# 9. Quicksort

This algorithm was developed back in 1962 as an extremely fast way of sorting medium to large lists. It is a type of merge sort.

The basic idea is to keep splitting a list into two smaller lists, sort those lists using the same quicksort rules, then split the sub-lists and sort again, until there are only lists of 1 item or less left.

#### The basic algorithm works like this

1. If the list to be sorted is length 1, then finish - job complete

2. Pick an item within the list to act as a 'pivot'. The left-most item is a popular choice.

3. Split the list into two parts - one list with items equal to or larger than the pivot item and the other list contains items smaller than the pivot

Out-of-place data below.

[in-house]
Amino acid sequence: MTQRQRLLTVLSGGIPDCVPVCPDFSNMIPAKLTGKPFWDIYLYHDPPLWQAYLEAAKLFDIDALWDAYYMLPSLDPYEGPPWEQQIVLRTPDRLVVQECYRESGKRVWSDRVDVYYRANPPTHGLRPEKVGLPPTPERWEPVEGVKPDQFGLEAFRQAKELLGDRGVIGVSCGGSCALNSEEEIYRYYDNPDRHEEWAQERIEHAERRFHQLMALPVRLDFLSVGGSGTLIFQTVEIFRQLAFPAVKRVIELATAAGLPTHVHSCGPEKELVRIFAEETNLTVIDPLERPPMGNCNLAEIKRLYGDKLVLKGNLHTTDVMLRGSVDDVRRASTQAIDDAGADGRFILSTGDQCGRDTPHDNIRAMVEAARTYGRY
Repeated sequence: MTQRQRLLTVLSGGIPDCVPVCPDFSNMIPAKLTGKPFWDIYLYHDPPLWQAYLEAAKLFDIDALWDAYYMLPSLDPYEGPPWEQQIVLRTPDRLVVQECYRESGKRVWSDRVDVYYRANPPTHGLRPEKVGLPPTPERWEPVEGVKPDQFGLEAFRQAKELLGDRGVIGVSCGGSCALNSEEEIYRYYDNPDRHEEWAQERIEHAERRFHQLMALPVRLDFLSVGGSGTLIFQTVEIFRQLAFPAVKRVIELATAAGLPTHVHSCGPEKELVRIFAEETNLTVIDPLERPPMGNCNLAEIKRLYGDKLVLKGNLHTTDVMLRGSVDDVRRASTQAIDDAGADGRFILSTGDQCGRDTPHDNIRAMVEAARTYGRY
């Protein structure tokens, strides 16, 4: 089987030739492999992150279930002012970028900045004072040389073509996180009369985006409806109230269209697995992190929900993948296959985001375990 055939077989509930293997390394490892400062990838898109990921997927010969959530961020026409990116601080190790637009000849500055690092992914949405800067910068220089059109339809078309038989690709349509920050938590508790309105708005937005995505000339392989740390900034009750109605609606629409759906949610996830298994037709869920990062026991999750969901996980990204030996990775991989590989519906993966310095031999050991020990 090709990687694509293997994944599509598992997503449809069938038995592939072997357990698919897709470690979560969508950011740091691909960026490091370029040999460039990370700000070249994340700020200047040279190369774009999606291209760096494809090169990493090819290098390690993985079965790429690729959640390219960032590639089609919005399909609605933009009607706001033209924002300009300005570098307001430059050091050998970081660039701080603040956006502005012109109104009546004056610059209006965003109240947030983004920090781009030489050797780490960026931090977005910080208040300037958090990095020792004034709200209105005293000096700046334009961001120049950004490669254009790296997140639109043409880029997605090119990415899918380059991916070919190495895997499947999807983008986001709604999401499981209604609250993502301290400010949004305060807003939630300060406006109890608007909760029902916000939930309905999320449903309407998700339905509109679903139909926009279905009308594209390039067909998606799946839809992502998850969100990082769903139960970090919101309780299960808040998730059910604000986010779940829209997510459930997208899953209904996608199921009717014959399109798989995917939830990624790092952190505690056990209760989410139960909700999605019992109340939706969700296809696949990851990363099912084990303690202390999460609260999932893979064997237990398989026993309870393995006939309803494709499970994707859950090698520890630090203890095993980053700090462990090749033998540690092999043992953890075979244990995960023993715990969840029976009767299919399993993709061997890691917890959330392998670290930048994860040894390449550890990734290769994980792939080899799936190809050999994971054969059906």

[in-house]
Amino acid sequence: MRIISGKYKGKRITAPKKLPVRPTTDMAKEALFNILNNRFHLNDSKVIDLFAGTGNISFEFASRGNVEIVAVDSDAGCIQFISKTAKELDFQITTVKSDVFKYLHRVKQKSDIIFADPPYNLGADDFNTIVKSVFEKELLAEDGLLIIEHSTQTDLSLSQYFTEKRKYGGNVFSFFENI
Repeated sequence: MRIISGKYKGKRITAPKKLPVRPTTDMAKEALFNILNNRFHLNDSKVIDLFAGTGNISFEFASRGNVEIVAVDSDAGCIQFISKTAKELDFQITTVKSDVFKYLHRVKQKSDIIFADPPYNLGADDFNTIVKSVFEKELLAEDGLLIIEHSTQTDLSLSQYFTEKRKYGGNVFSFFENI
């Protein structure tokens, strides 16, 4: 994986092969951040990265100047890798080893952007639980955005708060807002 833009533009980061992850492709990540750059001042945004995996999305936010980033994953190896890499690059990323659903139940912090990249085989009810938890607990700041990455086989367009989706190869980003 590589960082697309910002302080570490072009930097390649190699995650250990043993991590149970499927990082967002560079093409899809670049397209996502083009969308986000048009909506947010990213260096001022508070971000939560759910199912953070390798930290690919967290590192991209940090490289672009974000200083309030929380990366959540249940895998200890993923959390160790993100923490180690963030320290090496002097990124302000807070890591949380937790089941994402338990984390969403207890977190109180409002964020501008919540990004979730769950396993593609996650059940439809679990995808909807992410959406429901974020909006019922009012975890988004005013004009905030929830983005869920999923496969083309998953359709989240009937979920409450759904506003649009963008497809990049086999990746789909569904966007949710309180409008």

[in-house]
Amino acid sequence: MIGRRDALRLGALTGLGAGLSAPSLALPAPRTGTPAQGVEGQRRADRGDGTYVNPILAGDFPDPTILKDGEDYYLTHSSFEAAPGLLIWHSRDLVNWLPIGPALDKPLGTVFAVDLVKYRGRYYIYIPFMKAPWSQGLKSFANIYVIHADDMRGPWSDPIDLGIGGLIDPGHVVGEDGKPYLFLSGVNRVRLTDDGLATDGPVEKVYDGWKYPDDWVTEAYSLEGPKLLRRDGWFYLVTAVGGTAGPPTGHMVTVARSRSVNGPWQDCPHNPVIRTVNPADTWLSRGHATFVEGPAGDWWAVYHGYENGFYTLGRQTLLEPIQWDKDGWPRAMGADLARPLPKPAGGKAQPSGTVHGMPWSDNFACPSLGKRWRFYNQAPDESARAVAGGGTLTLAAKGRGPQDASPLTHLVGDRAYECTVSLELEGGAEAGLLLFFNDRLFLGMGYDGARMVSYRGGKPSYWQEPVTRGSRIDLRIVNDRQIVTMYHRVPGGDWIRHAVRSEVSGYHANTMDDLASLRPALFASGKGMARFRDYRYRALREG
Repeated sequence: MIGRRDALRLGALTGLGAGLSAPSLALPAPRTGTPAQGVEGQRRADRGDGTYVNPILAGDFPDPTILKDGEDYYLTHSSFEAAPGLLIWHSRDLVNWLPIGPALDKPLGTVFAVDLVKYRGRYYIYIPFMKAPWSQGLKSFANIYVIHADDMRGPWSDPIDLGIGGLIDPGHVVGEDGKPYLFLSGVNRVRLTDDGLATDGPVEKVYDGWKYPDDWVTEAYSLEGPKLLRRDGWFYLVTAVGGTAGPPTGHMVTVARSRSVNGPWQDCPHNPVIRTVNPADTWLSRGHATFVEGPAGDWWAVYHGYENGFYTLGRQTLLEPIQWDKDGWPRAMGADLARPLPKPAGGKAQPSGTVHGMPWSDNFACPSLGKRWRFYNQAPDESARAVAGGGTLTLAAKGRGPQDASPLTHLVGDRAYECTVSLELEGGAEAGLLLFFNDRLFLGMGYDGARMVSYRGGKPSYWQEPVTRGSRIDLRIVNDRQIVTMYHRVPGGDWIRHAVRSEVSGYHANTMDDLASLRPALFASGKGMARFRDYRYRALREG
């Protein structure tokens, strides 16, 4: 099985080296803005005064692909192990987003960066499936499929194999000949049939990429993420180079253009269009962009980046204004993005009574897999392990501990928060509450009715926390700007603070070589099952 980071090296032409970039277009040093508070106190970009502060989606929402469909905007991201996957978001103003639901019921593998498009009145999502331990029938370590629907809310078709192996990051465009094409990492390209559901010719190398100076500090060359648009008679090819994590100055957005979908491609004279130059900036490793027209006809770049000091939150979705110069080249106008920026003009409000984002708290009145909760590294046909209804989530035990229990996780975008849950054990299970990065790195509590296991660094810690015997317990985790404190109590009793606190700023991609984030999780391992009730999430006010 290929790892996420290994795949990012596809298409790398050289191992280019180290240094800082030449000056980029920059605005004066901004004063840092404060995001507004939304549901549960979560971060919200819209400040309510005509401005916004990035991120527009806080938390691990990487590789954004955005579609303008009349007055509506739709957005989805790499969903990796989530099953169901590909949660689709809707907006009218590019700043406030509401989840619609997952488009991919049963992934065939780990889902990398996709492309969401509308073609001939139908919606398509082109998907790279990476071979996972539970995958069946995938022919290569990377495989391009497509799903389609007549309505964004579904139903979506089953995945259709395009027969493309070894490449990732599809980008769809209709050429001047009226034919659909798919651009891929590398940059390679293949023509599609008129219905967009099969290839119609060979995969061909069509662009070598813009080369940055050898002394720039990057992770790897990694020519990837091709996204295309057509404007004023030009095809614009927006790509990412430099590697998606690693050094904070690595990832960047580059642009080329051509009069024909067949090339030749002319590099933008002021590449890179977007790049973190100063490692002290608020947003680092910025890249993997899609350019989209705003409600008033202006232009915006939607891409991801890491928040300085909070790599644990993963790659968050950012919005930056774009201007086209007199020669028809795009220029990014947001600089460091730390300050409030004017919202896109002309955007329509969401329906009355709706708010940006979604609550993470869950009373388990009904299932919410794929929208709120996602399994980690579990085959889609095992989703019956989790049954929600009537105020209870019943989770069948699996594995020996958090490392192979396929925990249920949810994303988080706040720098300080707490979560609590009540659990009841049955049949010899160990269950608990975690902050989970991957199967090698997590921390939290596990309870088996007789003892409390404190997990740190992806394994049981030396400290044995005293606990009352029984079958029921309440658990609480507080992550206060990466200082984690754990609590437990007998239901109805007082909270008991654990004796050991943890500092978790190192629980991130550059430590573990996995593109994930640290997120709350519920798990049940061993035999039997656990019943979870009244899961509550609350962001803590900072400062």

4. Repeat this process on the two halves

This is very similar to the merge sort procedure except the pivot can be applied to any item in the unsorted list.

#### Points to note.

Quicksort relies heavily on recursion - each split is usually a subroutine call within a program. And one of the problems of recursion is that the stack can grow so much that a stack overflow occurs. So one of the issues to be careful about is that the original list is not so large that the computer runs out of stack memory before the sort is complete.

Quicksort does not work well with sorted lists when the left most item is chosen as a pivot. If this is the case, then it is better to pick another pivot point at random.

Very complex algorithm to code - the four steps seem simple, but the deep recursion makes it difficult to code. If you only need to sort a small list the one time, then the work involved in coding a quicksort is not worthwhile.

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